In the midst of a New York divorce case, father David Schorr gave his son a common ultimatum when his son demanded McDonald's for dinner - "you can have dinner from anywhere besides McDonald's or have no dinner at all". In response, the stubborn five-year-old decided to have no dinner at all and threw a tantrum. Schorr immediately regretted the harsh position he had taken with his son but felt it was inappropriate to back down in response to his child's outburst. While trying to convince his son to change his mind, Schorr took his son back to his mother's house early and waited for her to return home.
In the Schorr divorce, the court appointed a neutral psychologist to evaluate the parenting abilities of both parents in the context of the best interest of the child. The psychologist recommended that, considering the "McDonald's incident," the Court should eliminate or limit Schorr's weekend visits with his son. During the pendency of the divorce, Schorr has alternating weekend visits with his son and dinner with him each Tuesday. In response to the psychologist's statements, Schorr has filed a lawsuit against her for defamation. As the suit was filed in early November, there is little information available regarding its progress.
During the pendency of a divorce action where child custody and visitation is a disputed issue, each party's parenting is under strict scrutiny. In the Schorr case, one father's attempt to teach his son discipline cost him time with his child. It is hard to imagine that legal parenting tactics such as spanking (within reason) and other various forms of discipline can result in a parent losing custody of his or her child. Outside of the parameters of a divorce case, if a problem is reported to authorities, such parenting decisions would be evaluated by Child Protective Services ("CPS") rather than a court-appointed psychologist. It is not likely CPS would have removed a child from his father's care based on the McDonald's event described above. This is a cautionary tale for all parents involved in a custody dispute, even one "mistake" could cost you valuable time with your children.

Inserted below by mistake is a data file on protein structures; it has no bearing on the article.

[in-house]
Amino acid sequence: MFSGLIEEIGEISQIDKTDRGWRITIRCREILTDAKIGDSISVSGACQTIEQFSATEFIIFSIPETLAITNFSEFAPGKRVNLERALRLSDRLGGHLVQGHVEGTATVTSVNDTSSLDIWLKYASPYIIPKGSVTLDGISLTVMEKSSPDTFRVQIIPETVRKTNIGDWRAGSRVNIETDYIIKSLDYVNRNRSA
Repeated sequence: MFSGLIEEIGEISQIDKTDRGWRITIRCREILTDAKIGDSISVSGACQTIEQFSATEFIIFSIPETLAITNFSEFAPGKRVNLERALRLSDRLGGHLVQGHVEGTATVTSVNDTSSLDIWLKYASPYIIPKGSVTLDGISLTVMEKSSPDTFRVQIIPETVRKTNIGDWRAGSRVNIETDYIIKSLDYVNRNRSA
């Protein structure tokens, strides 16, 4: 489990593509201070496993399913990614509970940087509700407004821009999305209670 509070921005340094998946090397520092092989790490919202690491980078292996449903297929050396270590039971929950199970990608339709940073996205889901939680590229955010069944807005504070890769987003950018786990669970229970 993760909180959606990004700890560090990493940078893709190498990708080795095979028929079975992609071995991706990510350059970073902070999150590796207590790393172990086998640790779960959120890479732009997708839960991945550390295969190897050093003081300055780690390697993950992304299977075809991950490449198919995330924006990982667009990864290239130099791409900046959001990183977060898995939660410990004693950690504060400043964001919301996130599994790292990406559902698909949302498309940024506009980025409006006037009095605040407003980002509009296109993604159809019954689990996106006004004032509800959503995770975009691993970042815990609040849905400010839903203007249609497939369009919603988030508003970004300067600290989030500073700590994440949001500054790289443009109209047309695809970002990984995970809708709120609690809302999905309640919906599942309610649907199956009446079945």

In a California custody case, the court, the parties, or the attorneys have the ability to request a neutral evaluation be conducted by a mental health professional (like in the Schorr case). If both sides agree a neutral is needed, they can stipulate (agree) to appoint an evaluator without Court intervention. Generally, once the evaluation is complete, the evaluator will prepare a report outlining his or her findings. The expert's report may be read by both parties and the judge in the case.